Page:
Terms: Aut | Units: 4 | UG Reqs: WAY-ED, WAY-SI | Grading: Letter (ABCD/NP)
Instructors: ; Diver, S. (PI); Polk, E. (PI)

URBANST 156A: The Changing American City (CSRE 156, SOC 156A, SOC 256A)

After decades of decline, U.S. cities today are undergoing major transformations. Young professionals are flocking to cities instead of fleeing to the suburbs. Massive increases in immigration have transformed the racial and ethnic diversity of cities and their neighborhoods. Public housing projects that once defined the inner city are disappearing, and crime rates have fallen dramatically. Do these changes signal the end of residential segregation and urban inequality? Who do these changes benefit? This course will explore these issues and strategies to address them through readings and discussion, analyzing a changing neighborhood in a major city in the Bay Area in groups (which will include at least one site visit), and studying a changing neighborhood or city of their choice for their final project. The course does not have pre-requisites.
Terms: Aut | Units: 4 | UG Reqs: WAY-ED, WAY-SI | Grading: Letter or Credit/No Credit
Instructors: ; Hwang, J. (PI)

URBANST 164: Sustainable Cities (EARTHSYS 160)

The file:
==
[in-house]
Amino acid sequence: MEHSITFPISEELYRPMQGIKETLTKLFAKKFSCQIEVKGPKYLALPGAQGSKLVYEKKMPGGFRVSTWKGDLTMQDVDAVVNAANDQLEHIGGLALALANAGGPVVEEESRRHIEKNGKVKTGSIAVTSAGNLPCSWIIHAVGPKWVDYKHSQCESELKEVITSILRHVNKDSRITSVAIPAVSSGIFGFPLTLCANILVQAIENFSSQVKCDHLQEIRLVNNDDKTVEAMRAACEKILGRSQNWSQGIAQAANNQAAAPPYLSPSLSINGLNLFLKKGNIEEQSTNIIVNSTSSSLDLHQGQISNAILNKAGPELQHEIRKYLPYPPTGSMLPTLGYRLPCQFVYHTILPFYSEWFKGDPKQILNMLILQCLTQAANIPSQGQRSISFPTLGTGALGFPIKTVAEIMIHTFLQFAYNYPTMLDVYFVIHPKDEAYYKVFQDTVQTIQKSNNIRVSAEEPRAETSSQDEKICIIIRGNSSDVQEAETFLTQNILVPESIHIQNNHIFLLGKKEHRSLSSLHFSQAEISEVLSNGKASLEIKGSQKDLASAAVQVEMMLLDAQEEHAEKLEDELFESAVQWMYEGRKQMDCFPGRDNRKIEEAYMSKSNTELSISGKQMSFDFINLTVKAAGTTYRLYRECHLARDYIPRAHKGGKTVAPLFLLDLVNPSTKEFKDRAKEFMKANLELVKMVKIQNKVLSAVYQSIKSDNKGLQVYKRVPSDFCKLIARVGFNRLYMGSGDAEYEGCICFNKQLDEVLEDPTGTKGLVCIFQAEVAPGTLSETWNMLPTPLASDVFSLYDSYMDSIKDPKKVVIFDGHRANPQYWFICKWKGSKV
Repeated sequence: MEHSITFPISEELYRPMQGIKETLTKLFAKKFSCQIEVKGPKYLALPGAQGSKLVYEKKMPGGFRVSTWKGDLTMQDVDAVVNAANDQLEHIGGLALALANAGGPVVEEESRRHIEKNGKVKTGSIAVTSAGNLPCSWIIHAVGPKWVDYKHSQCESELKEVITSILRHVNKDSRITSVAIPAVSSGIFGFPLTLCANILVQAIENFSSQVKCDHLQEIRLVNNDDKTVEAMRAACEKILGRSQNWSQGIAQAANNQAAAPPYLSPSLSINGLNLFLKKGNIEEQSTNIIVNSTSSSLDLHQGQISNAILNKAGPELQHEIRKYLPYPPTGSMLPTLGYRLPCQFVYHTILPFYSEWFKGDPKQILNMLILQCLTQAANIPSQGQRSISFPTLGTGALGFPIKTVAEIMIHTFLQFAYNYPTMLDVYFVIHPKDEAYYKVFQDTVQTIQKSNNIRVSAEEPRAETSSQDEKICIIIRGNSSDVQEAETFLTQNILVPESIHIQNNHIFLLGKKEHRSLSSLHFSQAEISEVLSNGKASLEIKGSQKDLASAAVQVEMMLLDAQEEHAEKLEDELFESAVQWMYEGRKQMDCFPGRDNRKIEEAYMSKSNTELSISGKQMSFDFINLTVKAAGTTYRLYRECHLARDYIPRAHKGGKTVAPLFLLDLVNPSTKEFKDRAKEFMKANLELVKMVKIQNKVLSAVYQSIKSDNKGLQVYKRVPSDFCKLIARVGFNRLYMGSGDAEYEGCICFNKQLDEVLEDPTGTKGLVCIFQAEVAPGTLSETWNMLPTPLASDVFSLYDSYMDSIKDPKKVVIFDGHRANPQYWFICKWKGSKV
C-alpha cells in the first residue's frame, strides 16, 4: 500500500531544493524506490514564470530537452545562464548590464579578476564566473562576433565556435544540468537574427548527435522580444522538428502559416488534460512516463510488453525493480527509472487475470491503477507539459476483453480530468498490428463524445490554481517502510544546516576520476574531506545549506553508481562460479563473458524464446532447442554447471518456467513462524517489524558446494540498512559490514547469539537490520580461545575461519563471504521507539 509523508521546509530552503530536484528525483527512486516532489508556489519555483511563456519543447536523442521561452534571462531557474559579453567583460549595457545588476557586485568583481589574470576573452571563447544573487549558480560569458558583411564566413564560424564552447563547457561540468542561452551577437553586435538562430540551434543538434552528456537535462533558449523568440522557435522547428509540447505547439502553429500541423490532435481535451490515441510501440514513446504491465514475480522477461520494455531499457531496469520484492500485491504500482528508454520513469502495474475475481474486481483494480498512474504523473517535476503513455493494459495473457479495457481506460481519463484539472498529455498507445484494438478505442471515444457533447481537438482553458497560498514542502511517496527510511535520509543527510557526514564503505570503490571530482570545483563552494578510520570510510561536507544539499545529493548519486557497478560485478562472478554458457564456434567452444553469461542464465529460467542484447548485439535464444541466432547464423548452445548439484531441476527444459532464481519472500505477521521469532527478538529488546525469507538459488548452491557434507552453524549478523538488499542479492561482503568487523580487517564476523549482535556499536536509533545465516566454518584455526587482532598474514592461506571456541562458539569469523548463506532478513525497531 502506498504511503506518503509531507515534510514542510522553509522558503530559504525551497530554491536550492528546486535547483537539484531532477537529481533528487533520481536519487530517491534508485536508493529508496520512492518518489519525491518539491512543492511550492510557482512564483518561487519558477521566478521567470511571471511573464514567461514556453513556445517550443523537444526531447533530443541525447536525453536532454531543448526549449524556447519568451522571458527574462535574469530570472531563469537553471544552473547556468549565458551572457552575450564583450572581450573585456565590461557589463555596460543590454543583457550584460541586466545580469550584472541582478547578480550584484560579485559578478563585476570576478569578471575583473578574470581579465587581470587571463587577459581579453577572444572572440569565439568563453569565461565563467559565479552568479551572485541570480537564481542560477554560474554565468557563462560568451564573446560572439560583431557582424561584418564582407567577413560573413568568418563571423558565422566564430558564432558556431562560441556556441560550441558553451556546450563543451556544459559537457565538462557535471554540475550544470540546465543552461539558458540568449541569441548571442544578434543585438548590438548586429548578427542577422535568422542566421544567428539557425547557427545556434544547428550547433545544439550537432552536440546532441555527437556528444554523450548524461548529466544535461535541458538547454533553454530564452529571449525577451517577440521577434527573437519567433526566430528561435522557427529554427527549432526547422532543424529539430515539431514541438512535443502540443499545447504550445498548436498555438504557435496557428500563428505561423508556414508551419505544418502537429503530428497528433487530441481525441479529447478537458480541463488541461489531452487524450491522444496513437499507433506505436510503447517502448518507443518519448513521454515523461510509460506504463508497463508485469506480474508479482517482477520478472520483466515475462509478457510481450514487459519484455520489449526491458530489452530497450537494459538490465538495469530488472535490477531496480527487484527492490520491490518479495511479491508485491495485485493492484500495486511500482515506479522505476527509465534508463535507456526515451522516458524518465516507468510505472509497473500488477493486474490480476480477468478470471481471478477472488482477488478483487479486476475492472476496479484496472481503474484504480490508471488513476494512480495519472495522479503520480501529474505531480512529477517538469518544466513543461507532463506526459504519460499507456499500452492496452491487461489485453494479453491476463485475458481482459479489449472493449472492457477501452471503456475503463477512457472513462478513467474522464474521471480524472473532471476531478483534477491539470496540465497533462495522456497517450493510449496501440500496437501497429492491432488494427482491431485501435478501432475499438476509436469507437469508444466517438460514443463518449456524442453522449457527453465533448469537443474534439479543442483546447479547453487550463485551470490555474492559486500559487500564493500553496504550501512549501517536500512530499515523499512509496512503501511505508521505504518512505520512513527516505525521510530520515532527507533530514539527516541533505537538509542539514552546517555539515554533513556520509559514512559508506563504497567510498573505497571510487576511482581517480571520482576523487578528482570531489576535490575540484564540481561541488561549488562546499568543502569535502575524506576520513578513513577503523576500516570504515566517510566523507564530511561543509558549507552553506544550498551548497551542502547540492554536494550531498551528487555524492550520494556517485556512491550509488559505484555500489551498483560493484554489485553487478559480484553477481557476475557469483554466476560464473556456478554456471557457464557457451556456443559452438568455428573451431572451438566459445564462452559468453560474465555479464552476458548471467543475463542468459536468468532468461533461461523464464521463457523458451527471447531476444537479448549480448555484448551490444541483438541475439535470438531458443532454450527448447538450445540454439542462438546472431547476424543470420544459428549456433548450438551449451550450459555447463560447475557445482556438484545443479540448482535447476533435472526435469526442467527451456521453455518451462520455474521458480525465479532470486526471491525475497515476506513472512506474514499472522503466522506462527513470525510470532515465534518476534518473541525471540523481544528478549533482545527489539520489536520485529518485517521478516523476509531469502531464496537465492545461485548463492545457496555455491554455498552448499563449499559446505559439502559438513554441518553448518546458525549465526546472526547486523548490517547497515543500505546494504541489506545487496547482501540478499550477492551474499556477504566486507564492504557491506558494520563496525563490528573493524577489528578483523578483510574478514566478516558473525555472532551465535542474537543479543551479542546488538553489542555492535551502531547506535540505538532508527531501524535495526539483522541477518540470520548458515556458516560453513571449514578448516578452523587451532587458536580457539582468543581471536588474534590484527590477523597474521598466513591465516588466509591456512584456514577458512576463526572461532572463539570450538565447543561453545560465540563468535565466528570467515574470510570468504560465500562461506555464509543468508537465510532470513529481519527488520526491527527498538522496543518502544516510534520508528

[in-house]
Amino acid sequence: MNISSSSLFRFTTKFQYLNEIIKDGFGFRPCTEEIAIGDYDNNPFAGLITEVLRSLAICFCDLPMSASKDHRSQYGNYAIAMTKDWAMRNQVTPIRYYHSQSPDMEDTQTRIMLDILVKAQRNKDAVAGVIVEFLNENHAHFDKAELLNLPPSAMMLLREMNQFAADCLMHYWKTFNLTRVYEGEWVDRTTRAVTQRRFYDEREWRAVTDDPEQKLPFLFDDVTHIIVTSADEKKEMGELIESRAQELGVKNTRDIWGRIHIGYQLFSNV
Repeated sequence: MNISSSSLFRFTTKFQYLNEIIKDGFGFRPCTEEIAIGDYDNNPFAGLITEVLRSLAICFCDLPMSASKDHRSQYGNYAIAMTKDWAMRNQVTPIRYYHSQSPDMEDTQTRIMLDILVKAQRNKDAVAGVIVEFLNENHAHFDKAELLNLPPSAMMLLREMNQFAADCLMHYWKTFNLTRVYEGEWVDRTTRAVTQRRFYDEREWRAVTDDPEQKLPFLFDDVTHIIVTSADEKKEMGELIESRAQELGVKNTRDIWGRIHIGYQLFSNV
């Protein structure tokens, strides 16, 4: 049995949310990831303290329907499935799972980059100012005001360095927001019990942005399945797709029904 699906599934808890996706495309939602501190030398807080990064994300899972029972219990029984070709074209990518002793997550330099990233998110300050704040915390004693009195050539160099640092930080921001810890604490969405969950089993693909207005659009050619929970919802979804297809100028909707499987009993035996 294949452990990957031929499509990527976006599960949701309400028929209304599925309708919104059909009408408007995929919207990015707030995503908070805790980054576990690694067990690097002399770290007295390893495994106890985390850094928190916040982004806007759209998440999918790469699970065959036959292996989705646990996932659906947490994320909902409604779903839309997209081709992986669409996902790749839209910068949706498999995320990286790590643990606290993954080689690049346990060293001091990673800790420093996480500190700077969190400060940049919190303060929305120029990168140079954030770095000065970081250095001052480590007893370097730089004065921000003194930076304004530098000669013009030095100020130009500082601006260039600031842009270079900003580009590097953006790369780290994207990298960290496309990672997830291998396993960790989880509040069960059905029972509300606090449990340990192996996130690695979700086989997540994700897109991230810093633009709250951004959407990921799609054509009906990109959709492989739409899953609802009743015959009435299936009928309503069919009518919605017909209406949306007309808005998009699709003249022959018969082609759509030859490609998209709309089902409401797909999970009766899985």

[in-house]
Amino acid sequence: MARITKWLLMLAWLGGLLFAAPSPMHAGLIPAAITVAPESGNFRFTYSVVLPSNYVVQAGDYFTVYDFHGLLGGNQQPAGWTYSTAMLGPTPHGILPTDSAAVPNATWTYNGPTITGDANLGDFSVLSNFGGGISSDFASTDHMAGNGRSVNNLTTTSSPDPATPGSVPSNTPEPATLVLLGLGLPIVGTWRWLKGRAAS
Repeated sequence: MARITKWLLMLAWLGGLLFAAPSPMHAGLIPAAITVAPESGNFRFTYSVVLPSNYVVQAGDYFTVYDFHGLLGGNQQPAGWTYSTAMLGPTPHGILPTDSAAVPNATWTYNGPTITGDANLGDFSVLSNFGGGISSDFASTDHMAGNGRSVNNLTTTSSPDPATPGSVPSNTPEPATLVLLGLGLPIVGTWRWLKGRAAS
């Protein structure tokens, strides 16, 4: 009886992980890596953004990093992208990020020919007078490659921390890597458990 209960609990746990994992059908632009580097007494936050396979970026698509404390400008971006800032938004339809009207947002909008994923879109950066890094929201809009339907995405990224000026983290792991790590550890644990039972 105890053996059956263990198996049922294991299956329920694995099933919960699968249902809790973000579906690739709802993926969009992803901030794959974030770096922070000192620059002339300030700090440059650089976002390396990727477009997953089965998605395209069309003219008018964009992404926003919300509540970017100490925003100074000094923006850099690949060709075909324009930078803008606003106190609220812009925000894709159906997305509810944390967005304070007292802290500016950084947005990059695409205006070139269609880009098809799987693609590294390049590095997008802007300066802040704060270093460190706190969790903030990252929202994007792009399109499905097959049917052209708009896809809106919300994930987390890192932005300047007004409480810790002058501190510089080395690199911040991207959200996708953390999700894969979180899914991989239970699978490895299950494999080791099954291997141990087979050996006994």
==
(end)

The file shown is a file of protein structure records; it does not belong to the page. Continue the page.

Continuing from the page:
Service-learning course that exposes students to sustainability concepts and urban planning as a tool for determining sustainable outcomes in the Bay Area. Focus will be on the relationship of land use and transportation planning to housing and employment patterns, mobility, public health, and social equity. Topics will include government initiatives to counteract urban sprawl and promote smart growth and livability, political realities of organizing and building coalitions around sustainability goals, and increasing opportunities for low-income and communities of color to achieve sustainability outcomes. Students will participate in team-based projects in collaboration with local community partners and take part in significant off-site fieldwork. Prerequisites: consent of the instructor. (Cardinal Course certified by the Haas Center.)
Terms: Aut | Units: 4-5 | UG Reqs: WAY-ED, WAY-SI | Repeatable for credit | Grading: Letter or Credit/No Credit
Instructors: ; Chan, D. (PI)

URBANST 194: Internship in Urban Studies

For Urban Studies majors only. Students organize an internship in an office of a government agency, a community organization, or a private firm directly relevant to the major. Reading supplements internship. Paper summarizes internship experience and related readings.